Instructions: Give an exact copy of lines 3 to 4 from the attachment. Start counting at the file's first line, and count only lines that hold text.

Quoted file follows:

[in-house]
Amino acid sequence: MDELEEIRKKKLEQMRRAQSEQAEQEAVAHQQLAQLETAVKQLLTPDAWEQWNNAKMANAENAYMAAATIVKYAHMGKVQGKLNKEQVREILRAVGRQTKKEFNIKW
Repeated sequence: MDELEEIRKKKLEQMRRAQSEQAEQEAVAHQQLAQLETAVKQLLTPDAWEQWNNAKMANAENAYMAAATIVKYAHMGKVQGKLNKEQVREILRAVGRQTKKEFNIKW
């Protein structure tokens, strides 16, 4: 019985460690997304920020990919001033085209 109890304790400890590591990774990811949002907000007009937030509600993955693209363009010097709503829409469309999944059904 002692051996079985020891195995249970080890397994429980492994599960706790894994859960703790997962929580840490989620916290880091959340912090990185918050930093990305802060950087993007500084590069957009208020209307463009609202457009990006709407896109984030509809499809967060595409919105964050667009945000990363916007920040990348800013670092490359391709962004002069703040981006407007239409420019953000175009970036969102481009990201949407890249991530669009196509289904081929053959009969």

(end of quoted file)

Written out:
Repeated sequence: MDELEEIRKKKLEQMRRAQSEQAEQEAVAHQQLAQLETAVKQLLTPDAWEQWNNAKMANAENAYMAAATIVKYAHMGKVQGKLNKEQVREILRAVGRQTKKEFNIKW
């Protein structure tokens, strides 16, 4: 019985460690997304920020990919001033085209 109890304790400890590591990774990811949002907000007009937030509600993955693209363009010097709503829409469309999944059904 002692051996079985020891195995249970080890397994429980492994599960706790894994859960703790997962929580840490989620916290880091959340912090990185918050930093990305802060950087993007500084590069957009208020209307463009609202457009990006709407896109984030509809499809967060595409919105964050667009945000990363916007920040990348800013670092490359391709962004002069703040981006407007239409420019953000175009970036969102481009990201949407890249991530669009196509289904081929053959009969």